I have given thought to someone like Linval Joseph as well. Joseph is much younger and has the size but not the experience in the scheme. He was widely projected as a 3-4 NT coming out of college but has spent his four year NFL career as a 4-3 DT playing mostly the one-technique.
Although the one-technique is somewhat similar to a zero technique 3-4 NT in that they take on double-teams, they’re different in that the Eagles use a two-gap DL scheme whereas Joseph has played one-gap.
With that said, if Bill Davis thinks Joseph’s learning curve wouldn’t be too steep, he might be the way to go only because of his age and longer future ahead.
B.J. Raji is another possibility if the team feels he can get back to his production level when he played NT with Green Bay. However, I’d certainly prefer the above two players to Raji.
6. Sign S Mike Mitchell. Would Jairus Byrd or T.J. Ward be preferred? Absolutely! But, there is growing speculation that Ward will be tagged and Byrd could still be tagged as well.
This is certainly more along the lines of what they will do rather than should do. If they have a chance to get Byrd or Ward, that is what they should do. However, Mitchell would be the next best alternative.
I like him over someone like Chris Clemons because he’s two years younger and has a reputation as being a smart, physical, intense and emotional leader. Combining someone like him with Cary Williams will start to give our secondary some serious attitude.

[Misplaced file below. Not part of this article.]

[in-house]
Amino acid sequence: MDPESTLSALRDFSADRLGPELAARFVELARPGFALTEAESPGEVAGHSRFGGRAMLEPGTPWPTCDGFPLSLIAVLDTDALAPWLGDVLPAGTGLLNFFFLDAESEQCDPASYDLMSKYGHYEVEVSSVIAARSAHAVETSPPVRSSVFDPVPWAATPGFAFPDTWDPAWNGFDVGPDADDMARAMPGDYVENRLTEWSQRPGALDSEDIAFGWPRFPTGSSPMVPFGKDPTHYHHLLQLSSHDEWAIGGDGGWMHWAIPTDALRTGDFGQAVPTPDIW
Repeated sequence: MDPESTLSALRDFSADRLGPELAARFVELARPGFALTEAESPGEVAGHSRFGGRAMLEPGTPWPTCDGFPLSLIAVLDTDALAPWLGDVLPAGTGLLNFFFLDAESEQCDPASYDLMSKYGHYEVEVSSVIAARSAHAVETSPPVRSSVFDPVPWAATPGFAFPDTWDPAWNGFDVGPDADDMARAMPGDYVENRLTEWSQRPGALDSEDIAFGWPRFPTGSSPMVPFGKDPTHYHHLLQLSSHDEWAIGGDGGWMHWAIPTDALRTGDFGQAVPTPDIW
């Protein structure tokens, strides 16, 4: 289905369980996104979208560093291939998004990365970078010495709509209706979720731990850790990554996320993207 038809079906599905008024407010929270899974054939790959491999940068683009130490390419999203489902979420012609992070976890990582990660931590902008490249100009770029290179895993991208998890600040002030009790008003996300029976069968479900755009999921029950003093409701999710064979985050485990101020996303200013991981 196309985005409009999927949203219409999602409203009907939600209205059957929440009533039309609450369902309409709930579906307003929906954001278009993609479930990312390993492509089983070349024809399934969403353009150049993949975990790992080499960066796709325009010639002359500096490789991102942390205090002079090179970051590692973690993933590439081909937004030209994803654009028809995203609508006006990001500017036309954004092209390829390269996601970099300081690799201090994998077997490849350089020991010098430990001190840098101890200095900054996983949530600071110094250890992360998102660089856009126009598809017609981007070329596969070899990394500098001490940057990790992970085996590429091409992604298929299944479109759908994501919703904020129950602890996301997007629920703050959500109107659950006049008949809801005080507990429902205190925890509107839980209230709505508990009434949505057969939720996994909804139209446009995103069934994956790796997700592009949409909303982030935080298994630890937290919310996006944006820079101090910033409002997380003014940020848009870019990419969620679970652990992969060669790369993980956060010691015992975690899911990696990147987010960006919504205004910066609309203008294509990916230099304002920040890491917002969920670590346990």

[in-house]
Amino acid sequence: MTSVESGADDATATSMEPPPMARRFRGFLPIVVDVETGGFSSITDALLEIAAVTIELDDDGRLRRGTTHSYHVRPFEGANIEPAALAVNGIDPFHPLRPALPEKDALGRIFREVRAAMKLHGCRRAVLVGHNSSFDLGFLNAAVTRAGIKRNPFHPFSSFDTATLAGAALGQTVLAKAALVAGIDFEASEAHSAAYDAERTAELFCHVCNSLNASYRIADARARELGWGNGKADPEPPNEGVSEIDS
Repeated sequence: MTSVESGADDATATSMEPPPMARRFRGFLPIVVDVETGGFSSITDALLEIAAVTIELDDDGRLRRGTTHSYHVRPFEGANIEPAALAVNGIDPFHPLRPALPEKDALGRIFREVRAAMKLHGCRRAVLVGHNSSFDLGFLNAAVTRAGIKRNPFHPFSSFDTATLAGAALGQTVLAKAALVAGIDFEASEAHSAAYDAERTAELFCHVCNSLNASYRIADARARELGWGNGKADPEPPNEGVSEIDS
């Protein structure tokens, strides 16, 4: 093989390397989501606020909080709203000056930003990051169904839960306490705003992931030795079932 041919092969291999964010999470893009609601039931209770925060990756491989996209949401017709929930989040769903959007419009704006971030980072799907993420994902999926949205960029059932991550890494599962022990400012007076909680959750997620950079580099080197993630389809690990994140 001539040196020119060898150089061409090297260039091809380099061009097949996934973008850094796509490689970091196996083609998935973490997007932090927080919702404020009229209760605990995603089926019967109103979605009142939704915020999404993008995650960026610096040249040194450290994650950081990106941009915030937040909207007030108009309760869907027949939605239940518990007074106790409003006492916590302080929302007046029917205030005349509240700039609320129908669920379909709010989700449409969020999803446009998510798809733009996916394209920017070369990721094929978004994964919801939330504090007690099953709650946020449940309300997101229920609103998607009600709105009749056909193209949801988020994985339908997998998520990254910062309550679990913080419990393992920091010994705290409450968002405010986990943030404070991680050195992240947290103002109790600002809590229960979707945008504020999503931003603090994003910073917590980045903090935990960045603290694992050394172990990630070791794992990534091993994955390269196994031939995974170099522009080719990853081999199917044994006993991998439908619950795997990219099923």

*Note: Detroit released S Louis Delmas yesterday. I still like Mitchell better overall, but if they could get Delmas on a highly incentive laden deal (he’s a serious injury risk) he could be a low risk high reward type of player.
7. Sign WR/RS Jacoby Ford. The Eagles need a serious upgrade in the return game and that is the main reason for signing Ford. This, in essence, would mean the end of the line for Damaris Johnson.
Ford is only 5′ 9″, but is a compact 190 lbs. He is also really, really fast. He ran a blazing 4.28 40 at the combine in 2010.
Ford made a splash as a deep threat receiver in his rookie season but has only collected a total of 57 catches for 848 yards and 3 TDs in three NFL seasons. He missed the entire 2012 season with a Lis Franc injury to his foot.
While Chip Kelly may think of ways to utilize him on offense, his impact would be in the return game. In three seasons he’s played, he has a 25 yard average on 75 kickoff returns and returned four for touchdowns.
He didn’t start returning punts until last year with nine for 77 yards.
8. Sign OLB O’Brien Schofield. Would Brian Orakpo be nice? Sure. Realistic? Nope. So why Schofield? Main reason is for depth and familiarity with Bill Davis’ scheme.
Schofield was drafted by Arizona when Davis was the DC there. He played both OLB positions in the Cardinals’ defense and posted 10.5 sacks and 2 FFs in his three years there.
However the real key behind signing someone like Schofield comes down to this…
Trent Cole is still on this team. If the Eagles go for a big name, high-priced OLB in free agency, you basically are saying that player is going to be the starter. I can’t see the Eagles bringing in a big ticket guy and demoting Cole.